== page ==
which by eighteen eighty five adopted a law that banned the lodging of women and temples and in that law it also stated that as before marriage of the soto clergy would be completely banned
that last state on the books until
nineteen oh six when it finally without a word of comment from the soto establishment disappeared from the regulations there was never a positive statement made it's okay to marry it's okay to have live with a woman temple but the law prohibiting that the the sec law prohibiting disappeared from the books
as a result when suzuki roshi father married when suzuki roshi his father and mother gave birth to him on his mother gave birth to him and that was all in violation of a law sec law that was on the books for the so doshi
now they weren't the only wants to disregard this rule disregard for this rule was widespread and in fact by late meiji by the end of the meiji period around the nineteen eleven as best as i can determine something like half of the soto clergy were already married and many of them in an indirect this regard of this
to this rule and how sternly was ever enforced by the soto leadership is is very very unclear but having been born into a temple family at the turn of the century the a suzuki roshi was would have had an impact upon for one thing the temples were very very poor this was partially result of of other major policies that have been
an inactive by the state of stripping of the temples of their lands and so on
the situation the lot of temple families when he was a boy was a very very difficult one i let me quote here from a newspaper article published by a chromosome a university professor who was an advocate of open marriage it was trying to get the denomination to change its policies describing the lot of temple families at once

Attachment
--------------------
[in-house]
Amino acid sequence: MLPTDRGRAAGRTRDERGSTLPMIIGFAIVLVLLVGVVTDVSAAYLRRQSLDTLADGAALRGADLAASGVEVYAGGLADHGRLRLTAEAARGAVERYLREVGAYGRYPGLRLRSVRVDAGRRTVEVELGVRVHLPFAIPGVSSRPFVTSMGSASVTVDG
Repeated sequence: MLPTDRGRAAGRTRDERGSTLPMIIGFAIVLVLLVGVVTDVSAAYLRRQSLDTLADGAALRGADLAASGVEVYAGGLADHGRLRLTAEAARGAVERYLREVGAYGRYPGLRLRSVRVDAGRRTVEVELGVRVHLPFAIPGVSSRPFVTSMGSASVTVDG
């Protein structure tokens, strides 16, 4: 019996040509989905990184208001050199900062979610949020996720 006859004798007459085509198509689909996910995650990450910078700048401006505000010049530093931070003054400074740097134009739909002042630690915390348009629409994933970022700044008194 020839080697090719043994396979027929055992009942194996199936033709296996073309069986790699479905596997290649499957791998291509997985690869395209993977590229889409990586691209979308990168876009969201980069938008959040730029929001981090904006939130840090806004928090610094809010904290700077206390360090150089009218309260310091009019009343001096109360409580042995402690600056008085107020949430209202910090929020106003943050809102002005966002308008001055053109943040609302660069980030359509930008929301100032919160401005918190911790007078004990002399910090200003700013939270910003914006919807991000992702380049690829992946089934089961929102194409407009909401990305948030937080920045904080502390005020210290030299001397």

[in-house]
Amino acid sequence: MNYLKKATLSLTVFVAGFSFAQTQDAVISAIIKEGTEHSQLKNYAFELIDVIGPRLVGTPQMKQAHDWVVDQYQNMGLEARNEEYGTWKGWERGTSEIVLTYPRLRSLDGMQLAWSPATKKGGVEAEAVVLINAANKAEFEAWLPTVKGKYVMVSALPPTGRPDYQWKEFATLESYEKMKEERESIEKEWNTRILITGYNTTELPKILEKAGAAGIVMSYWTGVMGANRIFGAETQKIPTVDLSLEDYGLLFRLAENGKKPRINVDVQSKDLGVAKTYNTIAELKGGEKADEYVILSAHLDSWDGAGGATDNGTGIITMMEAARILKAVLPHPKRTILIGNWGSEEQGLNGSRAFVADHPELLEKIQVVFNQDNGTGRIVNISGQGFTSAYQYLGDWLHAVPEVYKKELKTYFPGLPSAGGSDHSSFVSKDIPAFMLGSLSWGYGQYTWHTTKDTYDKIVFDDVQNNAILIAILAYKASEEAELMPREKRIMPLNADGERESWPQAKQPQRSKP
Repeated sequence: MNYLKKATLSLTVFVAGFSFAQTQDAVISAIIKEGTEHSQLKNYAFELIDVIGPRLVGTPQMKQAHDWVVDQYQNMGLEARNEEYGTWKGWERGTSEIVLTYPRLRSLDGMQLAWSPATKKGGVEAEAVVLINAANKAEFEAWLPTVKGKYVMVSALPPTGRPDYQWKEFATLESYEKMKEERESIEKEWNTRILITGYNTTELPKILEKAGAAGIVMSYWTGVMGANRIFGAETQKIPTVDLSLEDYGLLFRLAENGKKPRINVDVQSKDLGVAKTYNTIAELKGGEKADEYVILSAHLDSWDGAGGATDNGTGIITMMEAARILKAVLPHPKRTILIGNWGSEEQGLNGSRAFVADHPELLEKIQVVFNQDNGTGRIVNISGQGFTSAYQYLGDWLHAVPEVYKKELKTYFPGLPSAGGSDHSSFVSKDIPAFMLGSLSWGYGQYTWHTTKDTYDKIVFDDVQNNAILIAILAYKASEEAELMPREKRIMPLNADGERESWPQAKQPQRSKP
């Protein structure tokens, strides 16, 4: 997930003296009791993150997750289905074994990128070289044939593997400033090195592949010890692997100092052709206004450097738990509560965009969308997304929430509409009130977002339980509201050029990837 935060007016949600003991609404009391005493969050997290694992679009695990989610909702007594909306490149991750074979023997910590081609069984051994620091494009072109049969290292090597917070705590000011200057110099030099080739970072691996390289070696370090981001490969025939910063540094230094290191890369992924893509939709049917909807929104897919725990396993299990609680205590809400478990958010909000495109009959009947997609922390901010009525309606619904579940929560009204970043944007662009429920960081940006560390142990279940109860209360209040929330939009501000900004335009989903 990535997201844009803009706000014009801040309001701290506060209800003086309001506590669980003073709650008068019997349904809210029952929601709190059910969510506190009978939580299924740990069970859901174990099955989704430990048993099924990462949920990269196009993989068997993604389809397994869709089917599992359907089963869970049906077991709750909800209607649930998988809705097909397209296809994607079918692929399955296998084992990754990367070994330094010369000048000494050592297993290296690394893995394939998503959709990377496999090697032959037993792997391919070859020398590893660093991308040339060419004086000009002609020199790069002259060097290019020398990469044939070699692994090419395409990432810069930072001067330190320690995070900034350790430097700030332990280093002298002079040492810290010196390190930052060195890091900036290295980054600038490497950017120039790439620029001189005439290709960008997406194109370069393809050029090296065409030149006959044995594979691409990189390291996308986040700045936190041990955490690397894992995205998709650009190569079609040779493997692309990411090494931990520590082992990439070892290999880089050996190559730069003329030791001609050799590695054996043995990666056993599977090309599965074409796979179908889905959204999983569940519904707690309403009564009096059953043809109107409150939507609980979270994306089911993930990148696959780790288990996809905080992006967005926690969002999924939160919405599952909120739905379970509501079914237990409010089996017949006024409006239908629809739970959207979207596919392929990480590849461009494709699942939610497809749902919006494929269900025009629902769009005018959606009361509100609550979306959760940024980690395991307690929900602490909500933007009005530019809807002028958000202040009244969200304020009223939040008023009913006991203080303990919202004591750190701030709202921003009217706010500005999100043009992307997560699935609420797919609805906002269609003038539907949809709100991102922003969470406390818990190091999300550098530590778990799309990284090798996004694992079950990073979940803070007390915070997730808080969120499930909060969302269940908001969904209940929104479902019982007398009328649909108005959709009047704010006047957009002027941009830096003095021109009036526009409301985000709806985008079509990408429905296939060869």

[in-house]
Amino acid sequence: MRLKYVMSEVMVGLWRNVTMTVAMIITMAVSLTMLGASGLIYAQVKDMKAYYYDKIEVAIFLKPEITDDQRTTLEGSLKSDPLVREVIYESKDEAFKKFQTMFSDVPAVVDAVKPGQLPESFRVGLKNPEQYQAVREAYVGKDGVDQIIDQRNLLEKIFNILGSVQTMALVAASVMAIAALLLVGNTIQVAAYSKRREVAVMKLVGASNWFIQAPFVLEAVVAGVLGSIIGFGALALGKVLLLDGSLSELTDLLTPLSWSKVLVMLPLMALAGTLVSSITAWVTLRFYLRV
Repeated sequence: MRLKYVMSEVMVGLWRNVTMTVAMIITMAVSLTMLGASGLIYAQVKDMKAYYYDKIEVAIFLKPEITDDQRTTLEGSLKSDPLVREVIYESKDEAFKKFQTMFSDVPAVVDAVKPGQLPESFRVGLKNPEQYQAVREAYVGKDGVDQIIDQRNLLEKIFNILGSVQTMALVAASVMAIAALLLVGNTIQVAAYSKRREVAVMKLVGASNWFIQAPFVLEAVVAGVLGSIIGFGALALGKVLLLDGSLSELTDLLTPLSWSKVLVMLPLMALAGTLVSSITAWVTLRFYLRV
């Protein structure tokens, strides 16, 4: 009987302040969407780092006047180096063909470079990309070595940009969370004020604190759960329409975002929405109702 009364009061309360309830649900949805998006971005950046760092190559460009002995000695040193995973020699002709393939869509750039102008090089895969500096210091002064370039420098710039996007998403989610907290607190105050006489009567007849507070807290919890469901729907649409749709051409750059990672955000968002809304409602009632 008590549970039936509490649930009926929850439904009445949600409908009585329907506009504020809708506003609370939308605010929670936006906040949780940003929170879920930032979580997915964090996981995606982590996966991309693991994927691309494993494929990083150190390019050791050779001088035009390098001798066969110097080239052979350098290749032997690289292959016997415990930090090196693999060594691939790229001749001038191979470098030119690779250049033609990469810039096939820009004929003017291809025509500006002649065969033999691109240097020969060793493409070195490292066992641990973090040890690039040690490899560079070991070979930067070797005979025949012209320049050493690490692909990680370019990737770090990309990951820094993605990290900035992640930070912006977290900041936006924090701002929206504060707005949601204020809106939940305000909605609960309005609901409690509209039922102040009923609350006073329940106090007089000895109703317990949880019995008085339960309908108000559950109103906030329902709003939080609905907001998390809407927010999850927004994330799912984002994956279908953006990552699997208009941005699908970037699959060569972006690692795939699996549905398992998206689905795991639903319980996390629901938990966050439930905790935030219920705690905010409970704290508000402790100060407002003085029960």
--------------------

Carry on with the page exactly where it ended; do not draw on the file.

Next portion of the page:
suzuki roshi was youngest was written in nineteen eleven
a guy named motto gamma professor mater yamas how is identified in this article and it reads most of those who are members of temple for households are miserable individuals they are wretched old maids forced into marriage he's talking about the wives now or they are former licensed prostitutes who serve as
die cooker other the woman in the kitchen die cook was the god of kitchen woman in the kitchen a wife of a mock kind of a slang for the wife of a monk the temple household is an ephemeral thing the temple wife is not a legal wife taken through proper procedures she is a defacto wife or she is manipulated as
if she were a mistress the temple household is a pitiable sad thing if the abbot were to die his wife and children would not be given the means to provide for themselves the worst thing is that outsiders will gang up on the family and forcibly transferred all of the so-called temple possessions to the next abbott they really had the wife had no rights to remain in
the temple showed her husband i she wasn't really a legal wife and oftentimes these women were just thrown out destitute to fend for themselves but two or three children should the next abbott decide they didn't want them in the temple
if the successor such as despise a female success of the widow than that especially as the end for he will happily find an excuse to dismiss her naked and barefoot it was that way in the past is that way now and it will probably be that way in the future
the children also where the subject of derision and again this is something that does suzuki roshi would have encountered as a boy going to school education was compulsory it was clear he was from a temple household he would have been teased and derided as as the son of a priest he was in the eyes of many pro
parishioners in the eyes of many people a bastard basically because clerical marriage was still a legitimate and illegitimate in the eyes of many people writing his latest nineteen seventeen there's another a soto clerical became a habit of so gg a man named i'm a tie on who was in favor of opened acknowledge
judgment of clerical marriage he wrote about the children and the wives in the following way he said that quote the children born at temples are called venerable rahul the name of of shakyamuni son kind of teasingly the temple wife and mother of the children is called princess just showed her the wife of
shock him of said arthur or it is common to call her diet coke or bonsai meaning buddhist wife not that little trees
they endure vehement reproaches the truly are the extremes of insult are these not undivided unavoidable phenomenon during the transitional period in which the problem of clerical marriage remains unresolved
these problems continued well into the nineteen thirties and